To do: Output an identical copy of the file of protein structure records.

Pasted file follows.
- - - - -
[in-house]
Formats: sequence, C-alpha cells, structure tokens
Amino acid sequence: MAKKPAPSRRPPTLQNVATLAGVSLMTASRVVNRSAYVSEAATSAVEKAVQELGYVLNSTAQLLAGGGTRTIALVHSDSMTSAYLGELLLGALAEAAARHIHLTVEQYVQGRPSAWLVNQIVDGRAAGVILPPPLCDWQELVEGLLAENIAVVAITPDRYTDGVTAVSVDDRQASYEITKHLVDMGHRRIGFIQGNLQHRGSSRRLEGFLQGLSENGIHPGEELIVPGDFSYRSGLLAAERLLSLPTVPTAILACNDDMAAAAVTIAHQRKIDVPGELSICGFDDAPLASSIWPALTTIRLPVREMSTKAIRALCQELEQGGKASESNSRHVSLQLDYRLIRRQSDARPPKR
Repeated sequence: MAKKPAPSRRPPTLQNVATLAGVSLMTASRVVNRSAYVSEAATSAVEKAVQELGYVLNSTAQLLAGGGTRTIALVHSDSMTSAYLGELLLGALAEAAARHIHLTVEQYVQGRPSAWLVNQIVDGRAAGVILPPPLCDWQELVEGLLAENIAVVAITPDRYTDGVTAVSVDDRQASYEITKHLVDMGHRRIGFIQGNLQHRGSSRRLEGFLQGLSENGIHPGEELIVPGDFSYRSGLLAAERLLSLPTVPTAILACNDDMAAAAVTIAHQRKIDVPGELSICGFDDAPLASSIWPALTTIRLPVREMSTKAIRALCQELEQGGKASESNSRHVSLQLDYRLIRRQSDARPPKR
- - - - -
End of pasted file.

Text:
[in-house]
Formats: sequence, C-alpha cells, structure tokens
Amino acid sequence: MAKKPAPSRRPPTLQNVATLAGVSLMTASRVVNRSAYVSEAATSAVEKAVQELGYVLNSTAQLLAGGGTRTIALVHSDSMTSAYLGELLLGALAEAAARHIHLTVEQYVQGRPSAWLVNQIVDGRAAGVILPPPLCDWQELVEGLLAENIAVVAITPDRYTDGVTAVSVDDRQASYEITKHLVDMGHRRIGFIQGNLQHRGSSRRLEGFLQGLSENGIHPGEELIVPGDFSYRSGLLAAERLLSLPTVPTAILACNDDMAAAAVTIAHQRKIDVPGELSICGFDDAPLASSIWPALTTIRLPVREMSTKAIRALCQELEQGGKASESNSRHVSLQLDYRLIRRQSDARPPKR
Repeated sequence: MAKKPAPSRRPPTLQNVATLAGVSLMTASRVVNRSAYVSEAATSAVEKAVQELGYVLNSTAQLLAGGGTRTIALVHSDSMTSAYLGELLLGALAEAAARHIHLTVEQYVQGRPSAWLVNQIVDGRAAGVILPPPLCDWQELVEGLLAENIAVVAITPDRYTDGVTAVSVDDRQASYEITKHLVDMGHRRIGFIQGNLQHRGSSRRLEGFLQGLSENGIHPGEELIVPGDFSYRSGLLAAERLLSLPTVPTAILACNDDMAAAAVTIAHQRKIDVPGELSICGFDDAPLASSIWPALTTIRLPVREMSTKAIRALCQELEQGGKASESNSRHVSLQLDYRLIRRQSDARPPKR